Why brickbats from people should not break us
For reasons I can’t specify, I felt hugely gratified with the way things had turned out for me, despite repeated tripping and falling, and then getting up and walking again.
Birthdays are time for deep reflection for me. As my life score ticked upwards by another digit this week, I looked back at the distance I have covered, taking note of the crests and troughs of the journey — of things I had accomplished and of things that had slipped away during the course.
For reasons I can’t specify, I felt hugely gratified with the way things had turned out for me, despite repeated tripping and falling, and then getting up and walking again. I had come a long way by my estimate, and for this, strange as it might sound, I give credit to the unlikeliest people in my life that I could mention — my detractors. The ones who gave me the impetus to grow by their rather unglorifying remarks on my prospects long before I had begun to thrive.
Every instance of castigation is clearly etched in my memory. While it must have led to a lot of heartburn and meltdowns then, I now recognise that those disparaging words had incensed me in a positive manner, to take up the cudgels on my behalf and climb the mountain, slowly.
Let me allow you to pause for a moment here and think what you have done with the letdowns and discouragements that have fallen on you from people who mattered and didn’t matter, as you set out on your quests.
Bring up all the people who had once summarily dismissed you and ask yourself where in your life they belong now. Have you trashed them to a forgotten corner or are you still keeping them alive with simmering spite? Have they, with their slurs, made you deeply conscious of your shortcomings and made you a cold hearth or have they helped you rage into a flare that invades all that comes on its path?
We are, by nature, creatures of vanity who find nourishment only in recognition and appreciation. It is the sound of applause that spurs our spirit, and we get buoyed when we get approvals from other people. We are acutely conscious of how we are viewed and evaluated, and what status we are accorded in the public eye.
Criticisms and unkind remarks, as they are wont to do, frustrate us. Understandably so. But it is not within our power to decide how others view us or what opinion they have of our capabilities. What is within our control is this — either deflect the darts that are thrown at us with our nonchalance or use them as tools to build our arsenal for future.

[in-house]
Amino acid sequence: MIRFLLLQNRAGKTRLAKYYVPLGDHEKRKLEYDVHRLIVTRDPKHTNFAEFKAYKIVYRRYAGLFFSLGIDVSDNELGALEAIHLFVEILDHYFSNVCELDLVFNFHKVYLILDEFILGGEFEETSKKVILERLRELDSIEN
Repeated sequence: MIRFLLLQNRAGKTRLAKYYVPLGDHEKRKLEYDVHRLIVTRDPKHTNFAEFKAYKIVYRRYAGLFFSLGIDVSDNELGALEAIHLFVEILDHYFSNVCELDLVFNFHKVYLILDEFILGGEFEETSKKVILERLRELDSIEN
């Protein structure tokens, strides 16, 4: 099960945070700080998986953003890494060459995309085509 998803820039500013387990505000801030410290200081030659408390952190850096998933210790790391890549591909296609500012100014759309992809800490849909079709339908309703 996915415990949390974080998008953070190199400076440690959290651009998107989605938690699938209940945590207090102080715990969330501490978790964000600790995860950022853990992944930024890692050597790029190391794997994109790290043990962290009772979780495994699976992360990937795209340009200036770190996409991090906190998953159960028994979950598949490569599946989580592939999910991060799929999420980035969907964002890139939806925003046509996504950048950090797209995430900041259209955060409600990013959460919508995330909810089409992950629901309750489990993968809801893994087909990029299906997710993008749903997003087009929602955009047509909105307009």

I have also realised that much of the condemnation that we receive are incidental and offhanded, given out by people who know very little about our true potential, or by people who revel in the trivial sport of belittling others. They call it gaslighting these days.
Judging others is a common trait that we are all prone to, but some are brutally articulate about their view of others. How seriously we must consider the inadvertent remarks and what to make of them is entirely up to us. And if their quips are intended to wound us, there is an easier way to tackle it — step out of their path. We cannot allow their views to alter our course or let them decide our efficacy in life.
Remember this. What others say about us are not we really are. It is not our truth; it is their perception, and the world has yet to find a panacea to faulty perceptions. To adopt a negative remark or a vilifying statement as the definition of our worth is a recipe for disaster.
From being told off as someone who would eventually ‘fall by the wayside’ to being categorically condemned as ‘a writer whose stories wouldn’t sell’, I have taken swipes of different kinds in the past. But time has disproved all of what I have been told to believe about myself.
In hindsight, I notice that every time people had cast aspersions or had given me scant regard, my resolve to do well only doubled. It hurt initially, but in the nagging pain it left behind, I found a purpose.
We grow by the pleasant things people speak about us. But we thrive when we take the adverse remarks in our stride, put a strong spin on it and turn it into a propellent. Praise is like rain, but slurs are like manure. They turn complacency to commitment. And when you have to acknowledge people who contributed to your success, you will find yourself naming your detractors first.
(Asha Iyer Kumar is a Dubai-based author, children’s life-writing coach, youth motivational speaker and founder of iBloom, FZE. She can be reached at firstname.lastname@example.org)
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